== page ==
Years ago, I had one of those defining moments. You know what I’m talking about - the moments where you can remember where you were, what you were wearing, and the impression that was made at the time. This particular moment was unforgettable, and I am so glad that God allowed me to see it - really see it.
In our prep school, I started a community outreach program with our seniors called Just Cause. It was my hope that, through hearing the heart-cries of those in need, it would turn down the volume on the petty dramas of the teen years. When kids can see little ones that are homeless and helpless, it puts so much in perspective for them. It then gets hard to get upset about friends, dates, homework, and the internet being down or how to get the latest trendy shoe or designer handbag. These teens can focus on all that they do have instead of what they do not.
My husband preaches that we live like kings and queens compared to the rest of the world. We look in our closets and have the privilege of deciding what to wear. We look into our refrigerators and pantries and decide what to eat. In other words, we are the “haves” - we have choices. So it is no wonder that Jesus teaches so much about taking care of those in need throughout the gospels. He knew that there was a two-fold purpose in giving and serving. I saw this one day fully played out before my eyes. My Just Cause kids and I were at a daycare center for homeless children where we had done fundraising for backpacks filled with necessities, toys, and books. The homeless children were these adorable angels from birth to age 5.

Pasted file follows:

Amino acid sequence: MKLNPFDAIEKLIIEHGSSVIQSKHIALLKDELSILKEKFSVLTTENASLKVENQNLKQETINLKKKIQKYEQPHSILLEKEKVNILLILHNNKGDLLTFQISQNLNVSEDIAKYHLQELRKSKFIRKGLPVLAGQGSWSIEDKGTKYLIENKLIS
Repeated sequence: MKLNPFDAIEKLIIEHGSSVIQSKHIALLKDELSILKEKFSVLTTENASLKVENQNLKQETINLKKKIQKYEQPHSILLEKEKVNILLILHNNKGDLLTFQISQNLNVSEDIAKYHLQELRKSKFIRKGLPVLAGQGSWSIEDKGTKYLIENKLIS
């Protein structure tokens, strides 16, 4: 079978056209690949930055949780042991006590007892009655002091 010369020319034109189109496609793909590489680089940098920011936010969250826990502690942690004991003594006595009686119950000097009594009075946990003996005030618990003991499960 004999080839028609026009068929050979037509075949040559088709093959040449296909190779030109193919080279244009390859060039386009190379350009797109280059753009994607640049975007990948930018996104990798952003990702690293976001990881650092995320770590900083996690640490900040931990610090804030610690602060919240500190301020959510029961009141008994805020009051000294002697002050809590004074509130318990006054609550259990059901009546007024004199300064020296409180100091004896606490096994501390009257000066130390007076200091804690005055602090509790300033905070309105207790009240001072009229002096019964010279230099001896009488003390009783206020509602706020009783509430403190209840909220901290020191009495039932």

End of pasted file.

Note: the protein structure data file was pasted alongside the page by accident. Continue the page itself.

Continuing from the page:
We all fell in love! The kids were so excited and the teenagers were, as well. Everyone was on the floor playing, laughing, hugging, and just having the best time. I saw the labels that these teens wore in school quickly dissolve. The big, tough, football players were wrestling with these little guys on the floor and didn’t care who saw them. The shy students were reading and laughing, and the cheerleaders were doing hair and makeup with other girls who were usually not their friends. The beauty of this moment was that everyone was focusing on the needs of these little children as though time stood still. In this moment, everyone was equal. In this moment, I saw the best of these young people emerge as they were serving side by side. It was then that I coined the phrase that “we are at our best when we are serving.”
In service to a just cause, the love of God replaces the love of self. There is no hierarchy or status when we are actually doing the work of the gospel. The blessing in serving is that we help ourselves while we are helping others. We are becoming the best version of us, and isn’t it just like God to say, “Here is something for you, too, as you give to others.” We finally get to fit in somewhere - in the work of the true gospel there is room for everyone!
While standing in the daycare center, holding the cutest little guy my heart was broken, but forever changed. I was holding him as we were looking out the window together. He pointed to a house and asked, “What’s that?” I answered, “That’s a house,” to which he replied, “I want a house.” I was speechless - how do you answer that? I just hugged him and whispered “I know, Sweetheart.”
There was lasting irony that I observed that day and every visit since . . . although those precious children were the ones homeless, the teens were the ones that found a home. In the family of God, we all have a place. Haven’t all of us felt misplaced and homeless, sadly wishing we could belong and be loved? In the arms of our heavenly Father, there is home and He wants us to bring our brothers and sisters with us. That day we could not give houses but we could give love, we could serve and we could give -- and in the end, we all felt at home.